Letters regarding the Faith Under Fire exhibit:
December 23, 2019
At Elgin Community College, we chose to bring the exhibit “Jehovah’s Witnesses: Faith Under Fire” on campus for the month of November 2019. The Global and International Studies Taskforce (GIST) and the English Department sponsored the event as part of an initiative to bring global education into the classroom and educate students, the community, and staff about the Nazi persecution of Jehovah’s Witnesses during WWII. Most were familiar with the persecution of the Jews, but few were aware of the suffering and discrimination experienced by the Witnesses. To kick-off the event, U.S. Representatives of the Arnold-Liebster Foundation, Greg and Sandra Milakovich, gave a 30-minute presentation, followed by a 30-minute Skype-session with Simone Arnold Liebster, a Holocaust-era survivor.
The exhibit showcases Arnold Liebster’s persecution and that of others. It provides details of important and little-known history regarding the persecution of Jehovah’s Witnesses during the Nazi regime. Jehovah?’s Witnesses were unique in that they were the only religion that took a stand, as a whole group, refusing to salute Hitler or to serve in the military. Their faith stood in strong opposition to the racism and hatred fomented by the Nazis. This infuriated Hitler, resulting in their arrests and internment in concentration camps and Nazi reeducation “schools.” Witnesses could be released by the simple act of signing a declaration that denied their faith and pledged allegiance to Hitler. Most did not. This exhibit includes a copy of the document and stories of Witnesses who stood firm, some to the point of death, many to the point of near starvation and severe and irreversible health problems.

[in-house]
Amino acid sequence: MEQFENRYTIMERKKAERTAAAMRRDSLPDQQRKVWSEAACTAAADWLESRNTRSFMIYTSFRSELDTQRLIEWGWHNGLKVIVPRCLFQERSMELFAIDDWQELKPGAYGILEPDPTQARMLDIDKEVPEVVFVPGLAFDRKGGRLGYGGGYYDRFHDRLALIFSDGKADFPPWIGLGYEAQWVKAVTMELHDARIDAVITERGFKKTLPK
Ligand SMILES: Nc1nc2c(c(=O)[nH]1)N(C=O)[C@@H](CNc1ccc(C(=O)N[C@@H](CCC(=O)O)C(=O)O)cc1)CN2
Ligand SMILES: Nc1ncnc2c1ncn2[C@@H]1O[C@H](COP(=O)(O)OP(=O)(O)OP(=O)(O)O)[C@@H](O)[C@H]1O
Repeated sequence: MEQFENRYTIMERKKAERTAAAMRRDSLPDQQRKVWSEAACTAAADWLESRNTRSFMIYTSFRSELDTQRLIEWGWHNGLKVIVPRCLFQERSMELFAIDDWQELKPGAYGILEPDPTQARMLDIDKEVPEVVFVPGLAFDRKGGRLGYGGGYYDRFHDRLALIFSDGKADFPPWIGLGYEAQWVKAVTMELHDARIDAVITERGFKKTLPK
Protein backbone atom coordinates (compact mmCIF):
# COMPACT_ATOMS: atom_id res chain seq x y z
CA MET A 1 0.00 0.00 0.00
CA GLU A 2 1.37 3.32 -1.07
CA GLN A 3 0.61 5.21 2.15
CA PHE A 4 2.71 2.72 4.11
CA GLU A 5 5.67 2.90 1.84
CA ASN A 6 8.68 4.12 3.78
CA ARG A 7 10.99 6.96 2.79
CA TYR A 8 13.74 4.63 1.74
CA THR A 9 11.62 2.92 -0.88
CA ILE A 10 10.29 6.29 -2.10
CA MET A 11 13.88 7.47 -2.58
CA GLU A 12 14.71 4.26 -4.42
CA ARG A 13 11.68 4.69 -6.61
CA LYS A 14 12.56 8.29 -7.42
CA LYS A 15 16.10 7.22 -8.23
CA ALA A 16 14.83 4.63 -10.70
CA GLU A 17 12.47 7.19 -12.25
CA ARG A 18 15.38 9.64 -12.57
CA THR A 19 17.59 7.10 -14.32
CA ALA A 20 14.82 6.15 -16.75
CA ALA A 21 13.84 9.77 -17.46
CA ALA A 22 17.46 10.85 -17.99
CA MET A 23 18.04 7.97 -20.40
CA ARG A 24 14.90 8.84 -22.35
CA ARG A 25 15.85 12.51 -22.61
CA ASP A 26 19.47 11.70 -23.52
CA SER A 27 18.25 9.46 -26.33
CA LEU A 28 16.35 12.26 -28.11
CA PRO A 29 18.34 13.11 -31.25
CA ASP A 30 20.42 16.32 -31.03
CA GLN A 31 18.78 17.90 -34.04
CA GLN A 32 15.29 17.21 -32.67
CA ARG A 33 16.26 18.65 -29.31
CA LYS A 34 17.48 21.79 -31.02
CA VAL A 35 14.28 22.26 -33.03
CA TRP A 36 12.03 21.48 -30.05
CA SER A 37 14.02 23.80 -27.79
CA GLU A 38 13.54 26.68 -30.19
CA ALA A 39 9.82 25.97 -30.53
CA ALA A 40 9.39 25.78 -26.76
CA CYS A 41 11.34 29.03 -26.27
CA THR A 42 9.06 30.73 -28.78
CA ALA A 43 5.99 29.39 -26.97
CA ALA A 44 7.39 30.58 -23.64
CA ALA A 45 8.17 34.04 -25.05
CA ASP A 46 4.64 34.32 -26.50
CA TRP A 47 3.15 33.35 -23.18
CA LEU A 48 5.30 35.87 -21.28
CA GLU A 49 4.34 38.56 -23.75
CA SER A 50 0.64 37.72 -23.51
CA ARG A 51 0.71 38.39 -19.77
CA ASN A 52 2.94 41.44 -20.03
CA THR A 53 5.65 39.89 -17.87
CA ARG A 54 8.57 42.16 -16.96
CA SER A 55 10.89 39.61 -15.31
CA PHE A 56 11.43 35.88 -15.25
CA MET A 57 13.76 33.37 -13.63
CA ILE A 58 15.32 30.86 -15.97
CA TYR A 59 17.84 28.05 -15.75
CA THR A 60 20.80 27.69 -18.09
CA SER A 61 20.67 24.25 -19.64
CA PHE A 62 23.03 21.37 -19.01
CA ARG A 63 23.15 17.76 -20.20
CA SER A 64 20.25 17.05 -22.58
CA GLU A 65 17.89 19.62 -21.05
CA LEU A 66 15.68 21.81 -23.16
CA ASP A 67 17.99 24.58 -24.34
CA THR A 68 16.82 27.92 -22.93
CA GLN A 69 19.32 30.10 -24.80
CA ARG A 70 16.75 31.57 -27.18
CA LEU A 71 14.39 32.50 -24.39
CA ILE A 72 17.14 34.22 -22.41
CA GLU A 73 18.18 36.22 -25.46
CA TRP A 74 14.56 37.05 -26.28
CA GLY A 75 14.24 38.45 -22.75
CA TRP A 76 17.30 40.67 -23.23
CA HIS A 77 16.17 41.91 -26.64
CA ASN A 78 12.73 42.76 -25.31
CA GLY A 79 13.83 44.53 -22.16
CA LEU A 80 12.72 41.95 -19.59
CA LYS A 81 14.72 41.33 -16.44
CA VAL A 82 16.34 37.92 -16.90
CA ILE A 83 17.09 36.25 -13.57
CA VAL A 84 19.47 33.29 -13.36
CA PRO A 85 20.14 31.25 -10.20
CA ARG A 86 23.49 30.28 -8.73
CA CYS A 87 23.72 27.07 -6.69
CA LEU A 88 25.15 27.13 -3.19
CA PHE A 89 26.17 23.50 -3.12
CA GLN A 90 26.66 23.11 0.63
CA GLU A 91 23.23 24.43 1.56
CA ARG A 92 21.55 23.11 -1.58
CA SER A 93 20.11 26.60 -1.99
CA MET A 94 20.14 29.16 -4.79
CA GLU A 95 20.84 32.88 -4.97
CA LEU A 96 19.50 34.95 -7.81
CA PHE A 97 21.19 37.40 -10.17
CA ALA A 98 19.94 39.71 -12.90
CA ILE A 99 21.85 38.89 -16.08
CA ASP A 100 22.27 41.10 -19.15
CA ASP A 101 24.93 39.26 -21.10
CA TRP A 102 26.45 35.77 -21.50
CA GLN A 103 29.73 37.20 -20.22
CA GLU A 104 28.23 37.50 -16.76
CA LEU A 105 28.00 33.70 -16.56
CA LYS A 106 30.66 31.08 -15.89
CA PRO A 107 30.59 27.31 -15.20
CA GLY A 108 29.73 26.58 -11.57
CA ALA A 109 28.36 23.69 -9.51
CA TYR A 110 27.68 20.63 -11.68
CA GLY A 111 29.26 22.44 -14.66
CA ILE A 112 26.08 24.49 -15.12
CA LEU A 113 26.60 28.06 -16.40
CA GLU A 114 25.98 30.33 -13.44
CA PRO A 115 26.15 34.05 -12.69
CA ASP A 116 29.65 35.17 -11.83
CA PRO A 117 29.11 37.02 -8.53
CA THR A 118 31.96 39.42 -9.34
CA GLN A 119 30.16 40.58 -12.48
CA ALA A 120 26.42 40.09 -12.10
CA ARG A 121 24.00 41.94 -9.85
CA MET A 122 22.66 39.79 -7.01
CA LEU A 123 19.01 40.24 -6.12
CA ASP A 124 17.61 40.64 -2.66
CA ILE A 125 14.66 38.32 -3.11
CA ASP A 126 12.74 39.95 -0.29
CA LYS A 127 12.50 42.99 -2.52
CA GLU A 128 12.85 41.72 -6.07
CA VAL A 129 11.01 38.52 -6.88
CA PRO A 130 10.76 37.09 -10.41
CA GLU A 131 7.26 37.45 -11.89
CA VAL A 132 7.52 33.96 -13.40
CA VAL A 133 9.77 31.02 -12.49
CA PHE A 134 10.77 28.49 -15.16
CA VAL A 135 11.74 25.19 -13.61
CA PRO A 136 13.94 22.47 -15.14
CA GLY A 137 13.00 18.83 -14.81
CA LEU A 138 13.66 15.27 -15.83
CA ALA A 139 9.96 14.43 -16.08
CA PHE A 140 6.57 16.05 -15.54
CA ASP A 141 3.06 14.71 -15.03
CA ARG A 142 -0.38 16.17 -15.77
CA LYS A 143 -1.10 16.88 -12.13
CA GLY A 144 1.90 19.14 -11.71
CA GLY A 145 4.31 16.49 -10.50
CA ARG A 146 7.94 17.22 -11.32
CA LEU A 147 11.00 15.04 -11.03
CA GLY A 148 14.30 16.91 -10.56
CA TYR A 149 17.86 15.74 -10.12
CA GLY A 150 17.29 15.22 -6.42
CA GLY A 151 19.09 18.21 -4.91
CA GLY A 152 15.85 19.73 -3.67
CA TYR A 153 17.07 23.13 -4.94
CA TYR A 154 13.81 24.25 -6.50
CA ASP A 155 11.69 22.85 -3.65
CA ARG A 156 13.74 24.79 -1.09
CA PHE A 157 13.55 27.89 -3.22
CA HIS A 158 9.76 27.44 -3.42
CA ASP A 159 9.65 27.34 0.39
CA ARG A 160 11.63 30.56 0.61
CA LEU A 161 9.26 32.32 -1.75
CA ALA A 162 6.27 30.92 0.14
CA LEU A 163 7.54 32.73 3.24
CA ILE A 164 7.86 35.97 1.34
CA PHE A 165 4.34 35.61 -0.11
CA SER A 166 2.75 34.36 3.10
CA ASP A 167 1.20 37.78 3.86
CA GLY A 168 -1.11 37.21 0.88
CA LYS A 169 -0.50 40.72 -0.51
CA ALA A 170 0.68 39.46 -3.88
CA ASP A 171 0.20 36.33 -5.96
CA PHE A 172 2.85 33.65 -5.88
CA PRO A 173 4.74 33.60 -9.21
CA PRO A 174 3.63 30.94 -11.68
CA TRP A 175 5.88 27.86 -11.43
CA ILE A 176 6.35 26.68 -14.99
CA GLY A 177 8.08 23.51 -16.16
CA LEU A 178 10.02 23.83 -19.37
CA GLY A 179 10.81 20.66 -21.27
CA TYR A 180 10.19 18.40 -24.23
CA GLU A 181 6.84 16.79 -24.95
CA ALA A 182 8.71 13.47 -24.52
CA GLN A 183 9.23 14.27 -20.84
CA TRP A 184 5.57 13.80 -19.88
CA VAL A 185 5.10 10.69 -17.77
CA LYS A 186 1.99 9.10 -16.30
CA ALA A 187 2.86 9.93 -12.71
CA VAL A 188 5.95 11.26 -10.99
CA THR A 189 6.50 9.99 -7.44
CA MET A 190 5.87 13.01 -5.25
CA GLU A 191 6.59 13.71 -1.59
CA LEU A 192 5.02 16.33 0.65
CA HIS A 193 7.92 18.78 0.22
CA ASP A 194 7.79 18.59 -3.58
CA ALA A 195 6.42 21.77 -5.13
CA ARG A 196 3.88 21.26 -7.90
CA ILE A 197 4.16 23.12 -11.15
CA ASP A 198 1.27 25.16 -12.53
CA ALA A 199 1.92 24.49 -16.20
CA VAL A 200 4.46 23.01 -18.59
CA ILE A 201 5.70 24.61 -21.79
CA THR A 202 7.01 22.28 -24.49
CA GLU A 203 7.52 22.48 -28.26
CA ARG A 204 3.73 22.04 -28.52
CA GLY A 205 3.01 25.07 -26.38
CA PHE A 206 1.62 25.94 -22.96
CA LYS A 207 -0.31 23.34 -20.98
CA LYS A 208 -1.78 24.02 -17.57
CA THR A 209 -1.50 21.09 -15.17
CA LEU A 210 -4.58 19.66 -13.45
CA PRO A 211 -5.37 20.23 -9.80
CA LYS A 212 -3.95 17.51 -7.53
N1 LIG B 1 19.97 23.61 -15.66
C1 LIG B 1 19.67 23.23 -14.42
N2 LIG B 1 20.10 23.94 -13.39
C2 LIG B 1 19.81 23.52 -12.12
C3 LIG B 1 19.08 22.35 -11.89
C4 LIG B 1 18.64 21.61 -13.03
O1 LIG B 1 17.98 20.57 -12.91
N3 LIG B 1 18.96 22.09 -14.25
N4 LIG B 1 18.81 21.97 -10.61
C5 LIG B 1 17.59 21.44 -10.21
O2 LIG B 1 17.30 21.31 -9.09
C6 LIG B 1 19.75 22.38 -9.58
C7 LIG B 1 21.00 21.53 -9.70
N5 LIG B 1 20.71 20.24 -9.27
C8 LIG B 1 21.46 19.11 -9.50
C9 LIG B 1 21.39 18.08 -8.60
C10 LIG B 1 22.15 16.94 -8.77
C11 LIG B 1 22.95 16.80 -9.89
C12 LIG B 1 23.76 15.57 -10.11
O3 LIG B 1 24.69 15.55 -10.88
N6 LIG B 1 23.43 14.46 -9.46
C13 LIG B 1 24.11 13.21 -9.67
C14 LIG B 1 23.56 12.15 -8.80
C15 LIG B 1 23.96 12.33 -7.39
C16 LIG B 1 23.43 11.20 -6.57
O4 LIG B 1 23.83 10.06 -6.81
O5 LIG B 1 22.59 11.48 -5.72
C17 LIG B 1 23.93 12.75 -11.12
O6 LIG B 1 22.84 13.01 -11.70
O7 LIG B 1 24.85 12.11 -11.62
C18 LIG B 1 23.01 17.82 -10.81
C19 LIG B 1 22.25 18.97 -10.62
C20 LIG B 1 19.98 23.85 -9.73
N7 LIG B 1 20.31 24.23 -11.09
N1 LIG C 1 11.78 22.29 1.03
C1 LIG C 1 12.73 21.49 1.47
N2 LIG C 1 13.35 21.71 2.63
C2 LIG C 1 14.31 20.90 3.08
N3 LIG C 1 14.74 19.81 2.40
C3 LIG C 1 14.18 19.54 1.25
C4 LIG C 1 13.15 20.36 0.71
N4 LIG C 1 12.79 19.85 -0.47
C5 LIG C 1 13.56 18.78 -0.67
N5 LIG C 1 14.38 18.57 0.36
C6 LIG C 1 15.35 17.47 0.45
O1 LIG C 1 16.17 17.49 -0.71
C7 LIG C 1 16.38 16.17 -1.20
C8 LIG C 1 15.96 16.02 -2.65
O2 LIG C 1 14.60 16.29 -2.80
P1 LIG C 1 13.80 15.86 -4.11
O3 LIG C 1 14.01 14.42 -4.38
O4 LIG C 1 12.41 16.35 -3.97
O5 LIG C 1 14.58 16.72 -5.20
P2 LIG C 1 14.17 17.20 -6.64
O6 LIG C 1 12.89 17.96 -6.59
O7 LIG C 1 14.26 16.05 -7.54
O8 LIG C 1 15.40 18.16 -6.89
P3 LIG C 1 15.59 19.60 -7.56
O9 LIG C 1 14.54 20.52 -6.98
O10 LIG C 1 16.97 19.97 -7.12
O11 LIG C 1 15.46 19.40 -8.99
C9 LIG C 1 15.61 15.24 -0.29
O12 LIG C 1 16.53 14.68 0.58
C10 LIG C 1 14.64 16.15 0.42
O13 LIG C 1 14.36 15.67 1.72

These stories touched students, faculty, administrators, and community members alike. The media attention brought many people to see the exhibit, even from hours away. One gentleman drove two hours to see the exhibit, as he, too, had survived the Nazi persecution. While not a Witness himself, he remembers the Witnesses and the purple triangles on their prison uniforms. He recounted how one of the Witnesses featured in the exhibit, saved his life by feeding him scraps of food meant for the rabbits. Another family came after hearing about the exhibit from a family member who lived several states away. A Jewish student commented that she belonged to a local synagogue, and she knew that several members of her congregation were interested in the exhibit.
Since the exhibit was open to visitors whenever the school was open, we were not able to capture actual numbers but it is safe to say that several hundred people visited during the month. The response was so impressive that we have decided to bring it back next semester. I highly recommend the exhibit and the presentation. This is important history that demonstrates how individuals and groups can stand up against violence and hate, regardless of what others do.
Professor of English
Elgin Community College
1700 Spartan Drive
Elgin, IL 60123-7193